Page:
birds of a feather · drafting · re-drafting · reading · spelling and grammar · telling -vs- showing · WIP · writing blues · writing tips

I submitted my manuscript!!

…now for the long wait while the overwhelmed publisher gets to me in the queue. Unless I’m the next JK of course.

Anyway, back to being serious.

I knew I was doing the last tidying of my MS for a real deadline, so I purposely (and painfully) stopped reading for a month – outside of about two dozen different PDF versions of my own work. And after the first dozen, I noticed I wasn’t studying what I expected.

Let me explain. I have a note file on my phone entitled ‘final edits’. In it are things other writers have warned me to look for:

  • very/only/just
  • in/out/up/down
  • that
  • was/were/had
  • -ly
  • felt/feel
  • seemed/looked

But I wasn’t looking for these. Don’t get me wrong, these are valuable tips. I even added a few to that list:

  • several (most detested word in a novel!)/many/few
  • and then
  • plus a few personal ones that apply to my characters.

The point is, they’re so valuable I found myself looking for them as I wrote not as I edited. And the ‘show don’t tell’ words (was, were, had, seemed, looked, etc) are less likely to get there in the first place with a good understanding of POV.

So what was I looking for? Things like:

  • Dinchuses (is that the right term for a plural of dinchus? or is it dinchi? I don’t know): were they in the right places? Mine indicate time has passed or space has changed. Sometimes I had them when neither had happened. It’s incredible the powerful subconscious effect a dinchus has on a reader’s understanding of time and space.
  • Chapter headings:  were they sequential? Were they in the appropriate place in the narrative?
  • Page breaks: did I break at the end of every chapter and only at the end of the chapter?
  • Spelling: was it consistent? I found I called an Indian Mynah an Indian Myna, a common myna, a common Myna and a common Mynah. All are correct, but only one is right.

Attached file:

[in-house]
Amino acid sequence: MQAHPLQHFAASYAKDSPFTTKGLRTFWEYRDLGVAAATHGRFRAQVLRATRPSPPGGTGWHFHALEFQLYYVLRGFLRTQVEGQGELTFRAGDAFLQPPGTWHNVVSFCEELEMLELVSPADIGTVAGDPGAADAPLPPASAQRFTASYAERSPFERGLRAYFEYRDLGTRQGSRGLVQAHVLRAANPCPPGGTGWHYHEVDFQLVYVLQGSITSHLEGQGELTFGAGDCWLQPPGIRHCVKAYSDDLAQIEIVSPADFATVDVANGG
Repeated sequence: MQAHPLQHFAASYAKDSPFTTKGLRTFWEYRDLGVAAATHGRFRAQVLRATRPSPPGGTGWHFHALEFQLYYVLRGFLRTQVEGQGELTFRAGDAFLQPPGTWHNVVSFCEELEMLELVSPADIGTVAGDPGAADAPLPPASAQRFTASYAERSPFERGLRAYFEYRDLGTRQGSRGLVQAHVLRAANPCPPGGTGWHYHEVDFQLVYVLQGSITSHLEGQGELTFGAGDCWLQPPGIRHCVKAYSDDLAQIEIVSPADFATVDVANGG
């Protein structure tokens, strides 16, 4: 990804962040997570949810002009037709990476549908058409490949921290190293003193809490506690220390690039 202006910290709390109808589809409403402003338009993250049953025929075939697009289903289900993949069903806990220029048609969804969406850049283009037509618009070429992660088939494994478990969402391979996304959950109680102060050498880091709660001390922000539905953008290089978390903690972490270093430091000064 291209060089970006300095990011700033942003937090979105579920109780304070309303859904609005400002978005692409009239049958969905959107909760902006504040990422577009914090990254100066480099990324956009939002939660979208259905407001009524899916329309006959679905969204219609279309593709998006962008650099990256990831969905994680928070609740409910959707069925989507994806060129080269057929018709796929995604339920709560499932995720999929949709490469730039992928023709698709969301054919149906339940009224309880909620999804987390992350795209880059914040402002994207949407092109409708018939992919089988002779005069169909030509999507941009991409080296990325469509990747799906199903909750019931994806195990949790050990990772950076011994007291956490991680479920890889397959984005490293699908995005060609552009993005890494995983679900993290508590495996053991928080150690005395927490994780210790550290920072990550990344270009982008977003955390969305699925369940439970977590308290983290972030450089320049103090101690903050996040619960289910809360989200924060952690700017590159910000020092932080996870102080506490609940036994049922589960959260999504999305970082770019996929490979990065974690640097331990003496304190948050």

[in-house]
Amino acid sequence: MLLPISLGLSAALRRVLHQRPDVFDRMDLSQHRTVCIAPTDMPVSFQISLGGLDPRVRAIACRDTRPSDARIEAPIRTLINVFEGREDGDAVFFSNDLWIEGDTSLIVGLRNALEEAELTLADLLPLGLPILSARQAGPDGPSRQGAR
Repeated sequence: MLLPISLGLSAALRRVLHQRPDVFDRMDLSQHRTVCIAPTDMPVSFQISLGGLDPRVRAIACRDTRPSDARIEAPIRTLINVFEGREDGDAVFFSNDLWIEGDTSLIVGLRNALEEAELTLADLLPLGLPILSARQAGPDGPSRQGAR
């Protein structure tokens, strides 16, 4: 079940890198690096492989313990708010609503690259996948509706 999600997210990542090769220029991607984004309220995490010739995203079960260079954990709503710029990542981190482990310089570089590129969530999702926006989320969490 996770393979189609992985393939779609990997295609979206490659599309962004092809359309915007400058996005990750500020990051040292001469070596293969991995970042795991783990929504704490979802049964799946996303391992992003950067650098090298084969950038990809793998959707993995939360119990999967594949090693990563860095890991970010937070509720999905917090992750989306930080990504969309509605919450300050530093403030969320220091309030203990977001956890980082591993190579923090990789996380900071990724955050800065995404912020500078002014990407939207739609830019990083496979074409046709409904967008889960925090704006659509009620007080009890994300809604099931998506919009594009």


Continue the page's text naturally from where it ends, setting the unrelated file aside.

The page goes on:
• Scene sequence: as obvious as this one may sound! I had to make sure a scene broke in the right place, and that the following scene didn’t have a better home before or after the place I’d chosen for it. Often, this came down to an understanding of Dwight Swain’s motivation-reaction units (either I’d already moved only half a scene, or I failed to understand scene structure!).
  • Character consistency: this was by far the hardest. Would my character have said what I’ve written? If yes, would he/she have said it now? Or would they have said it after another event or some introspection?

The whole process of working to a tight deadline was amazing for me. Not only did I get it done, but I got it done! But also the process will totally change the way I write the next one.

Gone is the need for obsessing about adding to my word count. Why? I deleted about 30,000 of the most useless ones in the last few re-writes.

Gone is my need to find exactly the right word right now. Why when I deleted entire scenes and character traits that were ‘interesting’ but irrelevant? I remember spending two whole days on one scene that just didn’t make the final cut.

And, the most controversial of them all, I have become much less of a panster and much more of a plotter. What’s the point of excessive pansting when I just end up with a wishy-washy middle that clearly has no clue where it wants to go?

I’d love to know what others think. Do you  have a list to check at the end? Is your list different again?

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